Just another waste of time
There are ideas whose time has come. Then there are ideas that are ahead of their time. And lastly, there are ideas that should have been implemented a long time ago. Doing away with the twice-yearly time change is one of the latter — but that doesn't mean Oregon should go it alone.
Two bills before the Oregon Senate would do away with Daylight Saving Time. One would ask voters in the 2016 election whether to ditch the practice of resetting clocks in spring and fall, but delay the change until 2022 to give everyone plenty of time to prepare. The other bill would eliminate daylight saving almost immediately.
Both ideas are bad ones, but not because we love changing our clocks and want to keep on doing it forever. There are good arguments for ending the practice, but only if the entire country — or at least the entire Pacific time zone — did it at the same time. Otherwise, chaos would ensue.
Daylight Saving Time, which is really daylight shifting time, involves moving clocks ahead one hour in the spring, meaning it gets light an hour later in the morning and stays light an hour later in the evening. The reasoning is that this saves energy because people don't turn on lights as early at night.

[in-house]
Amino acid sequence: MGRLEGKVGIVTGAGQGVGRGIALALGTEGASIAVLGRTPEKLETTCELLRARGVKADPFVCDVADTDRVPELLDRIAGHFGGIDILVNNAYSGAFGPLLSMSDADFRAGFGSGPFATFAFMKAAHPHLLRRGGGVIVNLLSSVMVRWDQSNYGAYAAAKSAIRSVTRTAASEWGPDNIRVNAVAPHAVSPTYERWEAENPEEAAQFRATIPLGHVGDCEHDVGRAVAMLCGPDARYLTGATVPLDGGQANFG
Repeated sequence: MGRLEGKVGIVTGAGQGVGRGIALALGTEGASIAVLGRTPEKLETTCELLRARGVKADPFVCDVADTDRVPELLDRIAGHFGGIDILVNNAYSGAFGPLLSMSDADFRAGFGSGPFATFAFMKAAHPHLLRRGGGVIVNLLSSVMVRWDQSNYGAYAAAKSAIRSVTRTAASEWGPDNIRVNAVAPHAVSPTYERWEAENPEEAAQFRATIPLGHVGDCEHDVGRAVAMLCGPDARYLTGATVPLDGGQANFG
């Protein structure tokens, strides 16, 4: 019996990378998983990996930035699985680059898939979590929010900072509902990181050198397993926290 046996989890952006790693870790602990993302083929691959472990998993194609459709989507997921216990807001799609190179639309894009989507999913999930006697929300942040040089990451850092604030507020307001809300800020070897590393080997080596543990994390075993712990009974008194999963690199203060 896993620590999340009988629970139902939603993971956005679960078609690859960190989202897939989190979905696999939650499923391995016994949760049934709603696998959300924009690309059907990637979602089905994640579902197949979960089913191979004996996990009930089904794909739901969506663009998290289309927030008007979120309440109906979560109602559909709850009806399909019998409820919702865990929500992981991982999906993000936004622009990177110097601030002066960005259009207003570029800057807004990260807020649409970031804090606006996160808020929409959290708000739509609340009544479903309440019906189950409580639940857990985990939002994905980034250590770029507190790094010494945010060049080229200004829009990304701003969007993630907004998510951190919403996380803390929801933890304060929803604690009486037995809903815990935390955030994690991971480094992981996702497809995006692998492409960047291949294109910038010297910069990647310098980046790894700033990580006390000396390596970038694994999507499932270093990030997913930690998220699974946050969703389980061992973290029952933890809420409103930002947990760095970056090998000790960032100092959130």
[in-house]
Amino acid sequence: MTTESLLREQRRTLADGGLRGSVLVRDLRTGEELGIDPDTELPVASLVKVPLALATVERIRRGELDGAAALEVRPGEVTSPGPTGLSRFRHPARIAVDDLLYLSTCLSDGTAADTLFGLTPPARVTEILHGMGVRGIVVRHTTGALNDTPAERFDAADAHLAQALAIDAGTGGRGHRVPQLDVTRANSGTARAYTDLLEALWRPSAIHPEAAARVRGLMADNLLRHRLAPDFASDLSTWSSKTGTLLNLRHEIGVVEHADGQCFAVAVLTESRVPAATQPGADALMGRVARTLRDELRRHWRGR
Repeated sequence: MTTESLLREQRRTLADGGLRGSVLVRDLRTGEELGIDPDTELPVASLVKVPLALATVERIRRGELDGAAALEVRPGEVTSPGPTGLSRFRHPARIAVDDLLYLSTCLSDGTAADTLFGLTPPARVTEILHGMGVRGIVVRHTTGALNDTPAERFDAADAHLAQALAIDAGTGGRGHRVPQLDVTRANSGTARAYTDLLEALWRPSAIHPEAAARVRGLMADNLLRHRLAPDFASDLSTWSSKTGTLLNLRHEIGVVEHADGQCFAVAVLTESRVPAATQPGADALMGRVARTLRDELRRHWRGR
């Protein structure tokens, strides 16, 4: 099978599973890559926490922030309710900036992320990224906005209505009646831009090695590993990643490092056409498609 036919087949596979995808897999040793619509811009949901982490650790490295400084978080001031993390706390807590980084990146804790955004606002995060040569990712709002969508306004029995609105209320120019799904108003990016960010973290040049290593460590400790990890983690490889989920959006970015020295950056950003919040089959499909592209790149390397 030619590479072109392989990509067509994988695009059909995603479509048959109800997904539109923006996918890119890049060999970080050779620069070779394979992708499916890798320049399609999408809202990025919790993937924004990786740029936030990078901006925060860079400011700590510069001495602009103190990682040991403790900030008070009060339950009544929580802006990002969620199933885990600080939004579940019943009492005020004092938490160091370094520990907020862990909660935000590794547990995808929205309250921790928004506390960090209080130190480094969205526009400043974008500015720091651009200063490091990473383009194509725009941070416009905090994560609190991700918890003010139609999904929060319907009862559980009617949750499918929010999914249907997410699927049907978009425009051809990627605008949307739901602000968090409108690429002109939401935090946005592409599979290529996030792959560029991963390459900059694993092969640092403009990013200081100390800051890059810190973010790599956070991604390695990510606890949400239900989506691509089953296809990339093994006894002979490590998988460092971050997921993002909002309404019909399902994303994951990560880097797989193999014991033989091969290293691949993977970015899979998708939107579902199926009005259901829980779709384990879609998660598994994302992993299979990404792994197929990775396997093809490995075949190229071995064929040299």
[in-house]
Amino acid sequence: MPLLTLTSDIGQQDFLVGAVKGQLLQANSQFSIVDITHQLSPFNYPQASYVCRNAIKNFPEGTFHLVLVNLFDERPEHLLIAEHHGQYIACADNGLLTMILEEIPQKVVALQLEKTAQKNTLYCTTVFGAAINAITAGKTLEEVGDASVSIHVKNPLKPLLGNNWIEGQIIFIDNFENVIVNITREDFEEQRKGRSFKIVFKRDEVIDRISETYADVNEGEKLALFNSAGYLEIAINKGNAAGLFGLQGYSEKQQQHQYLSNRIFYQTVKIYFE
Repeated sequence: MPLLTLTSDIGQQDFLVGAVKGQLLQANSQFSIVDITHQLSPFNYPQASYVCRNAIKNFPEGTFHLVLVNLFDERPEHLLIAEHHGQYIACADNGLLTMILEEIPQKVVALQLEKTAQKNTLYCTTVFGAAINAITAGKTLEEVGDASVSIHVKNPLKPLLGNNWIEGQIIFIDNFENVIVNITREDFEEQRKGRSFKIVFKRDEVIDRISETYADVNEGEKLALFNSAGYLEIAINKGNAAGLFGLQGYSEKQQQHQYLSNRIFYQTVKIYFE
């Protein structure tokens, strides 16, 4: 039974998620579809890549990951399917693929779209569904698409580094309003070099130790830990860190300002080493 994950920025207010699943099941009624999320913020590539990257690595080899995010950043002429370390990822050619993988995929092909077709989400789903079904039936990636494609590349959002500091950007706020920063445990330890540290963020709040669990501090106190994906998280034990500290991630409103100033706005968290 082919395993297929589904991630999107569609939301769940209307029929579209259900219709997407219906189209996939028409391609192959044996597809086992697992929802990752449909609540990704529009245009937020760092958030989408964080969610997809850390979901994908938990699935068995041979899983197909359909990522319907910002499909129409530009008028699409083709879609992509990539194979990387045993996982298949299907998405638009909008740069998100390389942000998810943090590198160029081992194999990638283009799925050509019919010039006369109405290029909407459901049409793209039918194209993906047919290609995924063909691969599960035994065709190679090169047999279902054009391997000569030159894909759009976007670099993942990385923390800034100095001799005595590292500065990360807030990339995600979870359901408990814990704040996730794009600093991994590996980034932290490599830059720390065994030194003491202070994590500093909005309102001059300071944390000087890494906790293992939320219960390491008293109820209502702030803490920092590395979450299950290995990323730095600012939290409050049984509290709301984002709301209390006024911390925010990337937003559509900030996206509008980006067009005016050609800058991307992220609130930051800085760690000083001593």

The idea originated with Benjamin Franklin — who proposed it as a joke. While living in Paris, a city renowned for its nightlife, Franklin wrote an essay describing how he arose far earlier than usual one morning and was astonished to find the sun streaming in his window. What a waste of daylight, he argued, in a city whose residents routinely slept until noon.
Little did he know the idea would one day be taken seriously. Germany was the first country to do it, to save fuel during World War I.
Modern-day studies have indicated the practice doesn't really save energy, and can actually use more in warm climates because of increased use of air conditioners.
One of the bills' sponsors says she would favor switching Oregon to the Mountain Time Zone to take advantage of an hour of daylight later in the evening. So why not just remain on daylight time all year long?
That has been suggested by many, and makes some sense — but again, only if every state in the country made the change at the same time.